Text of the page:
Another fear is that the epidural may cause back pain. What’s often overlooked, however, is that back pain is common in pregnancy. Almost half of women develop back pain during pregnancy, even without epidurals. The added weight shifts a woman’s center of gravity, increasing the risk of lordosis and putting strain on the back. This has a higher chance of occurring when there has been a larger weight gain. So this is more an issue of pregnancy, labor, and delivery and not necessarily related to the epidural. But the epidural often gets the blame.
Another great fear with epidurals is the risk for nerve damage. “Will I get paralyzed?”, I have heard some paraphrasing of this question too many times from women that are in so much pain that they want an epidural but are worried about horrible consequences. The data tells us that nerve injuries related to labor epidurals have a rate somewhere between 0.08% and 0.92%. The symptoms typically last two months or less, and there is complete recovery in almost all cases. But many women have this image in their head of a needle jammed into their back, piercing their spinal cord, and leaving them paralyzed for the rest of their lives. Never mind that epidurals for labor are placed below the level where the spinal cord ends. While I can never tell anyone that their risk of a complication is zero, what I can say is that risk of nerve injury is very small and, if it should occur, it typically resolves within a few weeks to a a few months.
There is always a small chance that an epidural will not work as effectively as we’d like. When this occurs, after some “troubleshooting”, your anesthesiologist may offer to replace the epidural. There are also certain conditions that can make epidural placement more difficult. These include but are not limited to scoliosis, a history of back surgery, and obesity.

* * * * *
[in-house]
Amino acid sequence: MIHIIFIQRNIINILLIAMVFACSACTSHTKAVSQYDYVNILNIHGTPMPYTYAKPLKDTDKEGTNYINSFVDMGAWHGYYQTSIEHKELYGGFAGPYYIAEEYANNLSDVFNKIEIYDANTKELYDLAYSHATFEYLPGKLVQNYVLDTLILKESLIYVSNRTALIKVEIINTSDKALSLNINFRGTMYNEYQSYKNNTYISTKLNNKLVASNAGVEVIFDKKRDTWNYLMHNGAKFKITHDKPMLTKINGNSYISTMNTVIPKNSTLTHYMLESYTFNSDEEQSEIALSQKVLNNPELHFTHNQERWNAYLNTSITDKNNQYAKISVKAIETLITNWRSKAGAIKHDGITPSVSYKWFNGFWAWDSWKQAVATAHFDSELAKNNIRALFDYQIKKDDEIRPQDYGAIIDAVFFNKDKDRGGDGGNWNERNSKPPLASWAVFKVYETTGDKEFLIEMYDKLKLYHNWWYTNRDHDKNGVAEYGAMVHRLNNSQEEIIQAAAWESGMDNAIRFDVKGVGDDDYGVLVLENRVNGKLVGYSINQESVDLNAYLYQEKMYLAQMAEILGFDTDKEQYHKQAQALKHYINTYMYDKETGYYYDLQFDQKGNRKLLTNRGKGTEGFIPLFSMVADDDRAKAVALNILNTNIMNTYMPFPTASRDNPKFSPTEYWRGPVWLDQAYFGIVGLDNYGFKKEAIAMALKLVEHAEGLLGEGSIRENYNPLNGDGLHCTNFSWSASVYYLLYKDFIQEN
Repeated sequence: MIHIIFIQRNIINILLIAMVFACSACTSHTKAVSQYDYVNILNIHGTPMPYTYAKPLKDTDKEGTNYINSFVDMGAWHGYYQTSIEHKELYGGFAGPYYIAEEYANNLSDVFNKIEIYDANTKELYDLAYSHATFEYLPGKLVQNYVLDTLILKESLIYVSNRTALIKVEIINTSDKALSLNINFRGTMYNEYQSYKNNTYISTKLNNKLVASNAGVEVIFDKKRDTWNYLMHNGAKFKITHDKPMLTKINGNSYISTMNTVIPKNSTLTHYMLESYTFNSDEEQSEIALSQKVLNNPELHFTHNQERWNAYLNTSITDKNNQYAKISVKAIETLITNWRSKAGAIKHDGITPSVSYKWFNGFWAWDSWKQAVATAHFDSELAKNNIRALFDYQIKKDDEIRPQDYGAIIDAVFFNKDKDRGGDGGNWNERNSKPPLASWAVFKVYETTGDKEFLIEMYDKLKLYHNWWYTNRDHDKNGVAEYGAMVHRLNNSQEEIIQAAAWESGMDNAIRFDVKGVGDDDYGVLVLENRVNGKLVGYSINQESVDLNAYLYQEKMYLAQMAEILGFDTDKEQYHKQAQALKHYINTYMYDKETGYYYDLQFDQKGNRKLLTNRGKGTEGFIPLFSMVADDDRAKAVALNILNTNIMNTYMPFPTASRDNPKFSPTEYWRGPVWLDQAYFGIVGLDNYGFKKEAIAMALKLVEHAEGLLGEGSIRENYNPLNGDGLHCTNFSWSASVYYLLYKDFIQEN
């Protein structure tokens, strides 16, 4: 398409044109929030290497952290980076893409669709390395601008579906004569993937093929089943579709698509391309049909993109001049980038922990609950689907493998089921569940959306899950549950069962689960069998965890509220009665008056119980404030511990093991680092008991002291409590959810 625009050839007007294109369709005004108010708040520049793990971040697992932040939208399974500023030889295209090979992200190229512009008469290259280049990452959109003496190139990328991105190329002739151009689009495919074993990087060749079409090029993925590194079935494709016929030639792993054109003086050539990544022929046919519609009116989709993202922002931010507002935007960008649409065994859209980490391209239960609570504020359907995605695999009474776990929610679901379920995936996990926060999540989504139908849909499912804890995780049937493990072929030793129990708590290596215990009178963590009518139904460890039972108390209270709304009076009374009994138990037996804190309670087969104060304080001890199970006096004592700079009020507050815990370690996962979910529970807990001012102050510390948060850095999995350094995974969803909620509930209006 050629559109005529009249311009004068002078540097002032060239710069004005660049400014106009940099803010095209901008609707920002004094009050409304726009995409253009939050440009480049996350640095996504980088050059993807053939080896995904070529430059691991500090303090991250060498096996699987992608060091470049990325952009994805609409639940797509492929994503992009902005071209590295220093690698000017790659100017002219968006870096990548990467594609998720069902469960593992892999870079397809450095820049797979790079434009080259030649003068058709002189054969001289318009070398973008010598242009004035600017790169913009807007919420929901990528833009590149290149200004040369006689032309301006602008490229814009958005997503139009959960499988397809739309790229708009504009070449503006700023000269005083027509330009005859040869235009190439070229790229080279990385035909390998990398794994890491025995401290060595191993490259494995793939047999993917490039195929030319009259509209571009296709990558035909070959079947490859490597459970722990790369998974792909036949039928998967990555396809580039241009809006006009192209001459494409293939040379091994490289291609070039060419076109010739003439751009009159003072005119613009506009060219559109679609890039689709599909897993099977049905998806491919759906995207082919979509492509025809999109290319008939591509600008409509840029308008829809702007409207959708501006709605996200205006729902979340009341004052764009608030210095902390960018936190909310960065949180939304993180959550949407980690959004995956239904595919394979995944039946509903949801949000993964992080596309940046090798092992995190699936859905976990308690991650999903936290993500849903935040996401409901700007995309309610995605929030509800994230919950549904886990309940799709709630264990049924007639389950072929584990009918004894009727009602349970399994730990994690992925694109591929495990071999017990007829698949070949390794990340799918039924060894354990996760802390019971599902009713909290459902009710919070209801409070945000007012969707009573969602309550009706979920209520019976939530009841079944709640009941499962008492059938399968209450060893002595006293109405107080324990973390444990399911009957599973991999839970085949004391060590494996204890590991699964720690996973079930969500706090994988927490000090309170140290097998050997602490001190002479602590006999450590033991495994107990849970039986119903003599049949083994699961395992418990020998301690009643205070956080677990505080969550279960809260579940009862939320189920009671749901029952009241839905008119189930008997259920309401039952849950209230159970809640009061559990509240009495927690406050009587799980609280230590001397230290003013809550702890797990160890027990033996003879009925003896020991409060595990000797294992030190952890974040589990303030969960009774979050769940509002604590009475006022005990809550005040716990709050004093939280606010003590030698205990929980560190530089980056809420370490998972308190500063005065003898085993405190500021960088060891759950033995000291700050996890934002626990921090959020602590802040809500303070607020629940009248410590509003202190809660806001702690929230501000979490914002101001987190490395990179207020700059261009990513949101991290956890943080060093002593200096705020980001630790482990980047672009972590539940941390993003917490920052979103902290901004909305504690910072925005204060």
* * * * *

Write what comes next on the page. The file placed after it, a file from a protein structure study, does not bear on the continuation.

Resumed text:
We already have covered a lot of information here, but I do want to make just a few more quick points. Know that once your labor has progressed past a certain point, you may not be able to get an epidural. In order to place your epidural, the anesthesiologist needs to have access to your lower back with you in either a sitting position or lying on your side. This may not be possible if you are close to the pushing phase.
One topic that never seems to come up in the epidural discussion is general anesthesia. If an epidural is in place, should you need to have an urgent cesarean delivery, your anesthesiologist can bolus your epidural catheter with stronger medicine that provides surgical anesthesia. If an epidural is not in place, there may not be time to place an epidural or a “spinal” and you may have to undergo general anesthesia. Though still safe, general anesthesia is significantly riskier in a pregnant patient. It is often more difficult to place a breathing tube in pregnant women due to physiologic changes that normally occur during pregnancy. And you will not be awake for the delivery.
We have covered so much information here, and we still could go on and on. Your anesthesiologist will discuss the possibility of an epidural with you after carefully reviewing your medical history. Hopefully, you will now have more information to have a good discussion with him/her. There are risks and complications with epidurals, but for most, those risks have a small chance of occurring. Understand that your anesthesiologist is not there simply to do a procedure. We are physicians that after carefully considering your medical profile and performing a focused physical exam, will give you a recommendation on the best options for you. We are there to be your advocate and provide safe and effective pain relief.
In the end, the decision is yours. The first contraindication to the placement of an epidural is patient refusal. My hope is that your decision is made after considering accurate information. And please don’t hesitate to discuss with your anesthesiologist any questions or fears you may have.